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Think of a beautiful place you have visited – did you savour the sights, sounds, smells, touch and taste of everything around you or spend the time thinking “This place is breathtakingly beautiful, I wish I can come back here in the future.”
You are already here. Savour the moment and forget about the future. Don’t let the future rob the happiness from your present.

 

If you want a future with your significant other, inhabit the present.

 

Mindfulness reduces ego involvement, meaning that fights and disagreements are less likely to disturb your self-esteem and issues can be taken at face value and not personally.

 

In a way, being mindful of the present increases the gap between emotional impulses and actions. You will recognize the spark before the flame. Remember when you are mindful, you view your emotions more objectively and witness its passing drama. You are able to identify your emotions and think about your response without reacting in a defensive manner. When dealing with relationships, living consciously and with alert interest can increase your self-control.

 

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What is the easiest way to inhabit the present? Breathe. Focus on it, feel it, experience it. Be mindful of it. This may sound like new-age crap, but don’t diss it until you have tried it. Breathe.

 

To make the most of time, lose track of it and flow with it.

 

“Flow” is when you are totally absorbed in the task before you – you are so engrossed that everything else can be pushed aside and deemed insignificant. For example, playing the piano by reading music notes, it is progressive bar by bar and it presents a near challenge for you to anticipate – challenging but attainable. As your attention starts to narrow and focus on the task ahead of you, your self-consciousness evaporates.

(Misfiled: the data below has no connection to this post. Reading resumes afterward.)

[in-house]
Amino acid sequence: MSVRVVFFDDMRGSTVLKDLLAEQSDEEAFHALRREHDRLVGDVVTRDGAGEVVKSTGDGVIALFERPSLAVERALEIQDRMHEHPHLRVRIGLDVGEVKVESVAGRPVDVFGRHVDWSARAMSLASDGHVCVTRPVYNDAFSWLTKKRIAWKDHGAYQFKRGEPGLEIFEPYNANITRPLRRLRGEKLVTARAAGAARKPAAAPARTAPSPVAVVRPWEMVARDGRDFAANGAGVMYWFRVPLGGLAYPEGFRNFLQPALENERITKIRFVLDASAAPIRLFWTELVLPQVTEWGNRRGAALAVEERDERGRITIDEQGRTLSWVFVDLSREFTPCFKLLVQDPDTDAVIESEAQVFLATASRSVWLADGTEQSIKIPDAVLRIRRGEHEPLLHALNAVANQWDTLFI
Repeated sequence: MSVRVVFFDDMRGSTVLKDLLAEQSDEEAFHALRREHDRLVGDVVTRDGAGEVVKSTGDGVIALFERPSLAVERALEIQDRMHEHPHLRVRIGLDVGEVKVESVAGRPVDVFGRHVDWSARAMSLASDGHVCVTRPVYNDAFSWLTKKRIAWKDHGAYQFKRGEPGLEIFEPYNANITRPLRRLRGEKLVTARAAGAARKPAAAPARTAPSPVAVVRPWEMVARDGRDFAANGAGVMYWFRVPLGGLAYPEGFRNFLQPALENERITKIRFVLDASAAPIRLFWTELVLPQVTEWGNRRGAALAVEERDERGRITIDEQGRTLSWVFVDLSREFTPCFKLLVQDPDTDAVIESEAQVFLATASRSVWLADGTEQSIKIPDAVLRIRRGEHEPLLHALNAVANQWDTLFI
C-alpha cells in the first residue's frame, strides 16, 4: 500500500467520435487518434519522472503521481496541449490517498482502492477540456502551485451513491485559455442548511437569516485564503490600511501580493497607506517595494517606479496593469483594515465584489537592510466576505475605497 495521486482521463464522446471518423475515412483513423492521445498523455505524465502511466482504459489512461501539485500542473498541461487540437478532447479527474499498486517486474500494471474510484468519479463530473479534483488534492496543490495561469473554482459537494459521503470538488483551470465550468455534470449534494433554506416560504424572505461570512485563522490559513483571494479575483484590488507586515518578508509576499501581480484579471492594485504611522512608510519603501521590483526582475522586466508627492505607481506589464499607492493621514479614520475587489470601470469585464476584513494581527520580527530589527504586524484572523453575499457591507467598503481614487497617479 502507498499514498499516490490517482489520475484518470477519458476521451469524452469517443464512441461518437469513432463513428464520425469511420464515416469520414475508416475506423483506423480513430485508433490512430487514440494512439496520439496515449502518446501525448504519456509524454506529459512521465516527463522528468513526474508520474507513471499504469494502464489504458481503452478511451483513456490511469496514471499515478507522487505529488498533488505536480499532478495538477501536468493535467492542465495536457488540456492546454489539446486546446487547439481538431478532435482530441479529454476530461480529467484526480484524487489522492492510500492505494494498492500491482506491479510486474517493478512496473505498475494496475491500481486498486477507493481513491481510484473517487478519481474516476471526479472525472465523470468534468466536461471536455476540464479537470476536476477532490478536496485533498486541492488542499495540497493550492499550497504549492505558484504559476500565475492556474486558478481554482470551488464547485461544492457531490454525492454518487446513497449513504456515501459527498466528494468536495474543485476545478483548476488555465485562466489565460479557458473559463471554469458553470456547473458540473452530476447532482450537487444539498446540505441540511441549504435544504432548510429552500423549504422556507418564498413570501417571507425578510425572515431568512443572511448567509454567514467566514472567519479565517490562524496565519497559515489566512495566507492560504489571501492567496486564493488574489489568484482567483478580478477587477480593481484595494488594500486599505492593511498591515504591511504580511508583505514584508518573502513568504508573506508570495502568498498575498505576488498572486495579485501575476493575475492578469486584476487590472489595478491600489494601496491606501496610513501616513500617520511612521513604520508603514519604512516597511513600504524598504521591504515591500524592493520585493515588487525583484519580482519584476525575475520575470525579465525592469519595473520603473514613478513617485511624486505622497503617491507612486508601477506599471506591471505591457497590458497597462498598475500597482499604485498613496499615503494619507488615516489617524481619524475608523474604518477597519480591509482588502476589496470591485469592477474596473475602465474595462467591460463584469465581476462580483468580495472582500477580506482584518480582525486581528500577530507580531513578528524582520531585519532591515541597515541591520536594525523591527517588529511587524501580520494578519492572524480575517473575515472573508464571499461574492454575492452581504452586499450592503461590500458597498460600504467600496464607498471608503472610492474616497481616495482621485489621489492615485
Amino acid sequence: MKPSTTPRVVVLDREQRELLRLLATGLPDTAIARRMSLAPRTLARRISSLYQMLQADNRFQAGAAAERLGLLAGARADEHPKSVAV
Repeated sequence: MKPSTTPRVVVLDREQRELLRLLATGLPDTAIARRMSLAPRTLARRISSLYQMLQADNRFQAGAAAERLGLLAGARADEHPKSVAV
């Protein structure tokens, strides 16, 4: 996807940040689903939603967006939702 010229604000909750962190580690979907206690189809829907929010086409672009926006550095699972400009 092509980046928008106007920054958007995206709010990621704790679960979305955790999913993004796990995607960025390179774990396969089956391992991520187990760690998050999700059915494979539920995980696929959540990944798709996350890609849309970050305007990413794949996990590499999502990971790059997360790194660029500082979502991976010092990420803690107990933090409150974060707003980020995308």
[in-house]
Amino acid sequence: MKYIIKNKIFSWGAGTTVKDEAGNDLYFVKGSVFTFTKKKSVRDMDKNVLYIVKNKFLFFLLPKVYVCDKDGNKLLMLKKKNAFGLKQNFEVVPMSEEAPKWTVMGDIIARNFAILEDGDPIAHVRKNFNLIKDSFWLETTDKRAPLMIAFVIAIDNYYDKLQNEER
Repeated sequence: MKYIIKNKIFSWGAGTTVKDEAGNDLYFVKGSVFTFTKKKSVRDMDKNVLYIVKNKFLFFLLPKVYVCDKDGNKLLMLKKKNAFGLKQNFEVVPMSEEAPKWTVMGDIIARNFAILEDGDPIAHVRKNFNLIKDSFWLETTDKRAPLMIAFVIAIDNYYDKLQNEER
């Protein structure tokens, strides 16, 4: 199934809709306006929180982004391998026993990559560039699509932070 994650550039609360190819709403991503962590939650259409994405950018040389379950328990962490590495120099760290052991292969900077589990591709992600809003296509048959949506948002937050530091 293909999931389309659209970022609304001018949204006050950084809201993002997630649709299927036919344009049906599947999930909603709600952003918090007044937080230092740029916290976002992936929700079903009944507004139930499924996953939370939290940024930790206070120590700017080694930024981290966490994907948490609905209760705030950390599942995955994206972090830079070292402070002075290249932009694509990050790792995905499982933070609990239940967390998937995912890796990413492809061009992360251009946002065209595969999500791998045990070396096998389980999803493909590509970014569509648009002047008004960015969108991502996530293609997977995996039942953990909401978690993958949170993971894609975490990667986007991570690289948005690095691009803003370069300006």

You will sense a personal mastery over the situation if you are mindful of it.

 

If something is bothering you, move towards it.

 

As mentioned before, witness your feelings and let the drama pass. Accepting it is different from avoiding it. Negative feelings and situations cannot be avoided – avoiding them only makes it worse. Accepting it however, is letting the emotion be there, whether good or bad, and accepting that you while you are not in control of your situation but you know that your thoughts are just thoughts and you don’t have to believe them or do what they say.

 

Some people may say “that’s life” and “God knows what is best for you”, that is a way of acceptance by some.

 

For me, sometimes I read The Serenity Prayer in which I ask God to give me the wisdom to accept things that I cannot change.

 

To be mindful, you have to come out of autopilot mode.

 

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Many times when I am driving back home I realized that I might have just spent the last 20 minutes teleporting. I zone out. The last thing I remember before reaching my house is leaving the office door. Thinking, thinking, thinking. These autopilot moments are called mindlessness. When you catch yourself zoning out, actively try to notice new things around you with a ‘beginner’s mind’.
Engage in your surroundings, be excited and live in the now!